As welcome as this hot "news," might be, MacRumors' Erick Slivka poured, dumped and deluged icy water all over it.
"MacFan's specific claim of a June 20 media event seems to defy common sense on several levels," he sniffed.
The problem is that Apple's Worldwide Developer Conference, WDC, which certainly qualifies as a Special Media Event, is usually held in June. He thinks it will run June 10-14. So, "it seems extremely unlikely that the company would expect the media to return for a separate media event just a week later to show off the iPhone 5S," Slivka declares.
What seems extremely unlikely is the Media pouting and whining over how "we were just in San Francisco the week before and we now have to go back AGAIN?!" and boycotting the announcement of the 5S.
He helpfully explains Apple's media strategy. "Even when it is running a tight schedule to launch significant numbers of new products, Apple schedules significant gaps between its announcements in order to allow each one to have its full share of publicity." Slivka doesn't seem to grasp the concept of Internet Newstime: One day is like unto a thousand years. Seven or 10 days after WDC, no one will even remember what "WDC" stands for.
But there's more. "Second, Apple almost universally holds its media events on Tuesdays or Wednesdays, with the theory being that Mondays are poor days for members of the media who may need to travel to the event location the day before and that Thursdays and Fridays don't leave enough time for the full publicity impact before the news cycle is interrupted by the weekend."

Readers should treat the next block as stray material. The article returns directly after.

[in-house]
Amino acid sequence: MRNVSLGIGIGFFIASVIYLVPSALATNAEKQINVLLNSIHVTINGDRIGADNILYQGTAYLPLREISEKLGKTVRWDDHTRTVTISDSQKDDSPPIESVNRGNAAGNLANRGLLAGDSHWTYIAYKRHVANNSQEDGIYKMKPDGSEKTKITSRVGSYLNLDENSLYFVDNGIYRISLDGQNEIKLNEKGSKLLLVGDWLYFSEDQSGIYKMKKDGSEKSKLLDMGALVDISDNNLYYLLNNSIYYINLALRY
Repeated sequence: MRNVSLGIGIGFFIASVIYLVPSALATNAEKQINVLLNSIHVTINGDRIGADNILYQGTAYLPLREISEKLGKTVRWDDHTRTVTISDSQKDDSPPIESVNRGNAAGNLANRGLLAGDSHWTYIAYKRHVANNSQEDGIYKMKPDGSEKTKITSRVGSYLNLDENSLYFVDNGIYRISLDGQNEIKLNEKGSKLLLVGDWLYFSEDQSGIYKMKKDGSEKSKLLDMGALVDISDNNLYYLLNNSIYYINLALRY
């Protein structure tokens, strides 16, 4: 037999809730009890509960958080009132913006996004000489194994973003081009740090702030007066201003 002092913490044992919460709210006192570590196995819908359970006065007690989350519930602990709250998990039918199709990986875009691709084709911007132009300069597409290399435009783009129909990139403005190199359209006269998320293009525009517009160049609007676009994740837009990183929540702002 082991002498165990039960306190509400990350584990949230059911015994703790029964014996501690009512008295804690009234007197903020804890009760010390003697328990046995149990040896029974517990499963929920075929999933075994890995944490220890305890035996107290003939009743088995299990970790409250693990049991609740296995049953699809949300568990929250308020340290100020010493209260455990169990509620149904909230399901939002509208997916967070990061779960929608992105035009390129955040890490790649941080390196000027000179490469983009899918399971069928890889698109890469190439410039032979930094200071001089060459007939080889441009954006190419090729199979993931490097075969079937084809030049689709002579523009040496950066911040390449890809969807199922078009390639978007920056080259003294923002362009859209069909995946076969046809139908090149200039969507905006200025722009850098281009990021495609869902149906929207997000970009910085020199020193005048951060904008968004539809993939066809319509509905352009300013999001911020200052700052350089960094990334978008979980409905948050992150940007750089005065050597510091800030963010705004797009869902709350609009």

Setting aside the obviously flawed view of the news cycle -- namely, that a mere weekend would interrupt the world's 24/7 digital focus on the Next iPhone -- it is, frankly, heartwarming to read of a reporter's blind belief that Apple is solicitous of the Fourth Estate.
The upshot is that Slivka is not optimistic about June 20 and thinks you shouldn't be either. It's "much more likely" that iPhone 5S will be announced at WDC. Or else on a Tuesday or Wednesday "at least several weeks removed from WWDC."
One or the other. Definitely.
iPhone 6 will look just like a patent application drawing and the Nokia 900
And it won't have a home button!
GSMArena happily posted two unauthenticated, blurry, badly lit, low-contrast photographs that were sent to the website by some guy, even though, as the post itself admitted, they "could either be photoshopped or even digitally rendered altogether." In other words, fakes.
There are certain image conventions in the iOSphere. Real fake iPhones, dubbed "concept art" by the cottage industry of iPhone fan artists, are crisp, crystalline, brilliant. Fake real iPhones are invariably grainy, blurry and murky, as if none of the photographers had access to a halfway decent smartphone camera and instead were relying on an antique Kodak Instamatic whose film got messed up while being processed at the local CVS drugstore.
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